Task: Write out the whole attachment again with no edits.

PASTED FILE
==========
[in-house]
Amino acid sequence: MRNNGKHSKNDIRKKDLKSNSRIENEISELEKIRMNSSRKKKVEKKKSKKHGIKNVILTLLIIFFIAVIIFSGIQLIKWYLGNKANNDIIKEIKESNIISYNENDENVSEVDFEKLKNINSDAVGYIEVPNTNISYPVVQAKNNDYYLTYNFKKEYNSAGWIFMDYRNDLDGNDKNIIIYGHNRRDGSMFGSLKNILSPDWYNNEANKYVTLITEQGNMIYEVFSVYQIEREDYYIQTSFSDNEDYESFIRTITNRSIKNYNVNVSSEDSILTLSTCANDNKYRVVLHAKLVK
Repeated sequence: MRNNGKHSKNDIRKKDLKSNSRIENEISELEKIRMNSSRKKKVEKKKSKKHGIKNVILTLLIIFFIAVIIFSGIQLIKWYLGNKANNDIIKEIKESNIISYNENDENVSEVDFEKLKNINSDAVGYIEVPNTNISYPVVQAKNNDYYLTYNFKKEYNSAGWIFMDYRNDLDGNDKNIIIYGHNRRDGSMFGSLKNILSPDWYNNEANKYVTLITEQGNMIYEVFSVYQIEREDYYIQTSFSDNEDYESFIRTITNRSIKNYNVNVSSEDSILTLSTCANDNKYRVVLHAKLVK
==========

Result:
[in-house]
Amino acid sequence: MRNNGKHSKNDIRKKDLKSNSRIENEISELEKIRMNSSRKKKVEKKKSKKHGIKNVILTLLIIFFIAVIIFSGIQLIKWYLGNKANNDIIKEIKESNIISYNENDENVSEVDFEKLKNINSDAVGYIEVPNTNISYPVVQAKNNDYYLTYNFKKEYNSAGWIFMDYRNDLDGNDKNIIIYGHNRRDGSMFGSLKNILSPDWYNNEANKYVTLITEQGNMIYEVFSVYQIEREDYYIQTSFSDNEDYESFIRTITNRSIKNYNVNVSSEDSILTLSTCANDNKYRVVLHAKLVK
Repeated sequence: MRNNGKHSKNDIRKKDLKSNSRIENEISELEKIRMNSSRKKKVEKKKSKKHGIKNVILTLLIIFFIAVIIFSGIQLIKWYLGNKANNDIIKEIKESNIISYNENDENVSEVDFEKLKNINSDAVGYIEVPNTNISYPVVQAKNNDYYLTYNFKKEYNSAGWIFMDYRNDLDGNDKNIIIYGHNRRDGSMFGSLKNILSPDWYNNEANKYVTLITEQGNMIYEVFSVYQIEREDYYIQTSFSDNEDYESFIRTITNRSIKNYNVNVSSEDSILTLSTCANDNKYRVVLHAKLVK